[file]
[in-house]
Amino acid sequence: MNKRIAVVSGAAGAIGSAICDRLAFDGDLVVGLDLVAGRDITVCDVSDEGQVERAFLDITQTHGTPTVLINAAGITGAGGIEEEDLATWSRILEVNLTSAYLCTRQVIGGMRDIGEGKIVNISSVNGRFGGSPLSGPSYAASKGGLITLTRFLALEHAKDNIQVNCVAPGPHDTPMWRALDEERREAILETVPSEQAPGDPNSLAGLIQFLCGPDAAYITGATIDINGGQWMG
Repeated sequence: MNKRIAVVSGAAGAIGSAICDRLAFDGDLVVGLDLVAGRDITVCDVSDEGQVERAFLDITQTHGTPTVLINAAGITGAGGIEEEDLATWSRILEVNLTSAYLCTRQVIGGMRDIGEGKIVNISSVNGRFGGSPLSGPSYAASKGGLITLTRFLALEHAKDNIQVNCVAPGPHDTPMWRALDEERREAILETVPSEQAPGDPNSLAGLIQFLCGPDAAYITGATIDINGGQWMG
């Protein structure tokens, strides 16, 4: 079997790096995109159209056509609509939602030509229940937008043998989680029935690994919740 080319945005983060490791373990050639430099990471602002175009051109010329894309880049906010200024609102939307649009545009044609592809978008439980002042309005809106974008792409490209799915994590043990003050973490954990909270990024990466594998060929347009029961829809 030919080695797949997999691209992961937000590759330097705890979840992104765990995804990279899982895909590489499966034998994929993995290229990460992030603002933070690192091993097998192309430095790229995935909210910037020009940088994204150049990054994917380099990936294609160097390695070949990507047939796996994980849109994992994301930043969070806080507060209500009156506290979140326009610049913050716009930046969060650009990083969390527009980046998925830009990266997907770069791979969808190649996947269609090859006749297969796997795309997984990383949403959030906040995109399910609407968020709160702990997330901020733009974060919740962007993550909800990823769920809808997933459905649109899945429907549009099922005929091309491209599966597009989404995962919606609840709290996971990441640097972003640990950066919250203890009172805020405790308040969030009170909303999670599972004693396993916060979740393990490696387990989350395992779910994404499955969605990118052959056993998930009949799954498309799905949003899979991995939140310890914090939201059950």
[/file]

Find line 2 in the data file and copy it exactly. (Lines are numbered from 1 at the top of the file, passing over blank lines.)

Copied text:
Amino acid sequence: MNKRIAVVSGAAGAIGSAICDRLAFDGDLVVGLDLVAGRDITVCDVSDEGQVERAFLDITQTHGTPTVLINAAGITGAGGIEEEDLATWSRILEVNLTSAYLCTRQVIGGMRDIGEGKIVNISSVNGRFGGSPLSGPSYAASKGGLITLTRFLALEHAKDNIQVNCVAPGPHDTPMWRALDEERREAILETVPSEQAPGDPNSLAGLIQFLCGPDAAYITGATIDINGGQWMG